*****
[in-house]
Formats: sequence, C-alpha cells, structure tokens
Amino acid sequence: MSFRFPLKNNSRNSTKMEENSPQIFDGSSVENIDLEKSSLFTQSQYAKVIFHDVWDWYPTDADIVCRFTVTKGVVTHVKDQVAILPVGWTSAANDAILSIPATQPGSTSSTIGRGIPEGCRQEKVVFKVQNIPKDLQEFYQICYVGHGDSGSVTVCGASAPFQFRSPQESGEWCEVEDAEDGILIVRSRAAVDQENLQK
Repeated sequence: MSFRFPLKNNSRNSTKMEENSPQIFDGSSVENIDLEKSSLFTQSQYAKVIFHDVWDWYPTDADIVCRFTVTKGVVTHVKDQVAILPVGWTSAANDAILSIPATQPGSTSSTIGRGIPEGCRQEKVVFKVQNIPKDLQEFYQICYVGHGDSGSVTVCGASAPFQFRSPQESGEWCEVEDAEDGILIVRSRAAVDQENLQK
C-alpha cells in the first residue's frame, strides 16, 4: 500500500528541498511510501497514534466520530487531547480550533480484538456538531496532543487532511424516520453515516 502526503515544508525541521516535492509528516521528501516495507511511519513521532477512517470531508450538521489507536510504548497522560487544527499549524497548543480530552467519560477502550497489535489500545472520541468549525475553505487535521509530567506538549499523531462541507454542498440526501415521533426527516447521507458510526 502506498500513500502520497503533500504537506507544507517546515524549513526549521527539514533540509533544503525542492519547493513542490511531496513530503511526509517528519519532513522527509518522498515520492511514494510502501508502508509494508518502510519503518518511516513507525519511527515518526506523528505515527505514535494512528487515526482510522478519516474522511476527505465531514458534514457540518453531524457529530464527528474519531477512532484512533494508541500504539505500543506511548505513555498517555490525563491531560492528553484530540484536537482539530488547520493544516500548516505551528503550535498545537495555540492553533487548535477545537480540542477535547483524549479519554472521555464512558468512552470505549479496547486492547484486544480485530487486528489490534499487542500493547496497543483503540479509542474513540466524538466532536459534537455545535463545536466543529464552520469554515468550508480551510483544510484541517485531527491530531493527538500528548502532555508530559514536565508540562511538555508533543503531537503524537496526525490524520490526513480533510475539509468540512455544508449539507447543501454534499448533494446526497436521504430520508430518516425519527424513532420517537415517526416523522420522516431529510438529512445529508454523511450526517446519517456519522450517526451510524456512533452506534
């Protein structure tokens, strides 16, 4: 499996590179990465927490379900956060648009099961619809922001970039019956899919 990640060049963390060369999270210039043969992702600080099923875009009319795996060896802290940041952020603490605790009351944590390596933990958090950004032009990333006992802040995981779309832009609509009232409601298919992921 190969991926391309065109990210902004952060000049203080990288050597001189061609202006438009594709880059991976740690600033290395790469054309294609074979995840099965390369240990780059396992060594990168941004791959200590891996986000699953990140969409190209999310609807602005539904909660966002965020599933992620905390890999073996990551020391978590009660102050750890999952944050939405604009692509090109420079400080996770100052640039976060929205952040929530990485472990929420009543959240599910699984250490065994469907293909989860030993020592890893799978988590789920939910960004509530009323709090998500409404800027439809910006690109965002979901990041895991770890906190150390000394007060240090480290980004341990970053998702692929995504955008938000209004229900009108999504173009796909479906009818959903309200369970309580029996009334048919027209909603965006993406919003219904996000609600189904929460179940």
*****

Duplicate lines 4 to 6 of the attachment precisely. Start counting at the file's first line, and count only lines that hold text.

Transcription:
Repeated sequence: MSFRFPLKNNSRNSTKMEENSPQIFDGSSVENIDLEKSSLFTQSQYAKVIFHDVWDWYPTDADIVCRFTVTKGVVTHVKDQVAILPVGWTSAANDAILSIPATQPGSTSSTIGRGIPEGCRQEKVVFKVQNIPKDLQEFYQICYVGHGDSGSVTVCGASAPFQFRSPQESGEWCEVEDAEDGILIVRSRAAVDQENLQK
C-alpha cells in the first residue's frame, strides 16, 4: 500500500528541498511510501497514534466520530487531547480550533480484538456538531496532543487532511424516520453515516 502526503515544508525541521516535492509528516521528501516495507511511519513521532477512517470531508450538521489507536510504548497522560487544527499549524497548543480530552467519560477502550497489535489500545472520541468549525475553505487535521509530567506538549499523531462541507454542498440526501415521533426527516447521507458510526 502506498500513500502520497503533500504537506507544507517546515524549513526549521527539514533540509533544503525542492519547493513542490511531496513530503511526509517528519519532513522527509518522498515520492511514494510502501508502508509494508518502510519503518518511516513507525519511527515518526506523528505515527505514535494512528487515526482510522478519516474522511476527505465531514458534514457540518453531524457529530464527528474519531477512532484512533494508541500504539505500543506511548505513555498517555490525563491531560492528553484530540484536537482539530488547520493544516500548516505551528503550535498545537495555540492553533487548535477545537480540542477535547483524549479519554472521555464512558468512552470505549479496547486492547484486544480485530487486528489490534499487542500493547496497543483503540479509542474513540466524538466532536459534537455545535463545536466543529464552520469554515468550508480551510483544510484541517485531527491530531493527538500528548502532555508530559514536565508540562511538555508533543503531537503524537496526525490524520490526513480533510475539509468540512455544508449539507447543501454534499448533494446526497436521504430520508430518516425519527424513532420517537415517526416523522420522516431529510438529512445529508454523511450526517446519517456519522450517526451510524456512533452506534
């Protein structure tokens, strides 16, 4: 499996590179990465927490379900956060648009099961619809922001970039019956899919 990640060049963390060369999270210039043969992702600080099923875009009319795996060896802290940041952020603490605790009351944590390596933990958090950004032009990333006992802040995981779309832009609509009232409601298919992921 190969991926391309065109990210902004952060000049203080990288050597001189061609202006438009594709880059991976740690600033290395790469054309294609074979995840099965390369240990780059396992060594990168941004791959200590891996986000699953990140969409190209999310609807602005539904909660966002965020599933992620905390890999073996990551020391978590009660102050750890999952944050939405604009692509090109420079400080996770100052640039976060929205952040929530990485472990929420009543959240599910699984250490065994469907293909989860030993020592890893799978988590789920939910960004509530009323709090998500409404800027439809910006690109965002979901990041895991770890906190150390000394007060240090480290980004341990970053998702692929995504955008938000209004229900009108999504173009796909479906009818959903309200369970309580029996009334048919027209909603965006993406919003219904996000609600189904929460179940």